Served By a Debt Collector? What To Do Next

Getting served with a debt-collection lawsuit is one of the more upsetting things that can happen to you. When a process server hands a summons and complaint to you or to someone “of suitable age and discretion” who answers your door, it means a debt collector is dragging you into the legal system.

But really, it is not as bad as all that. Let’s take a look at the first few parts of a lawsuit to try to dispel the fear and misunderstanding.


Getting “served” just means that you have been given notice of the lawsuit by a debt collector. You are served if you are handed a copy of the summons and complaint or if a summons and complaint is given to someone “of suitable age and discretion” at your home.

The summons and complaint — “process” in legal jargon — are a statement of the claims against you and a notice of the lawsuit. In Minnesota, at least, the lawsuit starts whether or not it is filed with the court.


Answering the Debt Collector’s Complaint

An answer is a formal, legal document. A civil lawsuit is not a criminal lawsuit. There is no court date, yet; there is just a due date. You have 20 days to serve an answer to the complaint. Serving, in this case, means mailing the answer to the opposing party’s attorney, and executing an affidavit of service when you do this.

In an answer, you must respond to each allegation (usually numbered paragraphs) in the complaint. Be careful not to admit anything that you do not know for a fact to be true. For example, in a debt collection case, if you do not know what your account number was you cannot admit that you owe on an account with a specified number. Instead, you have to state that you do not know, and deny it. However, if you still have your credit card or statements, and they show the same account number, you may have to admit this.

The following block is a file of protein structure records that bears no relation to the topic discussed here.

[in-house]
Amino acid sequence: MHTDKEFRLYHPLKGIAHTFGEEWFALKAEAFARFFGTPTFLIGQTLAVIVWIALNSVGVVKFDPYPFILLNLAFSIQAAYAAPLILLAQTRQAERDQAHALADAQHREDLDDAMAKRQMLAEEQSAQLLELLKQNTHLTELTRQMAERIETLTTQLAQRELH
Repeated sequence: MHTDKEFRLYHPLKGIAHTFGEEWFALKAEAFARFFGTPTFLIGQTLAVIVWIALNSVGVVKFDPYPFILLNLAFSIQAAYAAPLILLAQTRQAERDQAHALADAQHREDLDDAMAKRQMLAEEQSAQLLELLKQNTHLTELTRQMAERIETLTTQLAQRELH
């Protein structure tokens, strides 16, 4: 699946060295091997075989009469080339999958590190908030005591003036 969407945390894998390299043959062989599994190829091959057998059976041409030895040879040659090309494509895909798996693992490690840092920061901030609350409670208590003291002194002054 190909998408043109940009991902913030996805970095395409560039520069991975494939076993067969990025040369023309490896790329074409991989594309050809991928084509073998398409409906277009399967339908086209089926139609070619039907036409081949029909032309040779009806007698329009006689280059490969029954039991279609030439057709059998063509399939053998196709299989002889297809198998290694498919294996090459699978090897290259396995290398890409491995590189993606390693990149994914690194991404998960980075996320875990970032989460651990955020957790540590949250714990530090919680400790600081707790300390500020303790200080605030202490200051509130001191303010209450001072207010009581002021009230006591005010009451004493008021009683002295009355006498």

Also be careful if you see more than one allegation in a sentence or paragraph. For example, the allegation “Defendant owes Plaintiff $1,400 on a Providian credit card, account number 1234 2345 3456 4567” contains several allegations: (1) Defendant owes Plaintiff $1,400; (2) for a Providian credit card; (3) with the specified account number. You can probably find some more allegations in there, as well.

This is why having an attorney can be very helpful.

What to Do Next

A lawsuit is like a game of ping pong. Or tennis. Or volleyball. Or whatever. There is a constant volley back and forth. The plaintiff serves the summons and complaint, then the defendant must answer. Either party may start the next step by filing the lawsuit or serving discovery, to which the other party must respond. And so on.

Answering a lawsuit does not end the lawsuit. It just moves it to the next step. If you decide to represent yourself, you must stay on top of your lawsuit. If you do not know what to do next, you should probably hire a lawyer.

Most anyone can handle the early stages of a lawsuit, but if they are not handled well, they can make it impossible to prevail later on. When it comes to the later steps of a lawsuit, it can be very difficult to explain how to handle them yourself, but if you spend some time reading the rules and the law, you might be able to be your own “closer.”

The best course is to hire a consumer rights lawyer. If you don’t think you can afford one, call one anyway. You may be surprised. Many lawyers can help you with unbundled services, where you pay only for the help you need.

Originally published 2009-08-04. Last updated 2015-09-25.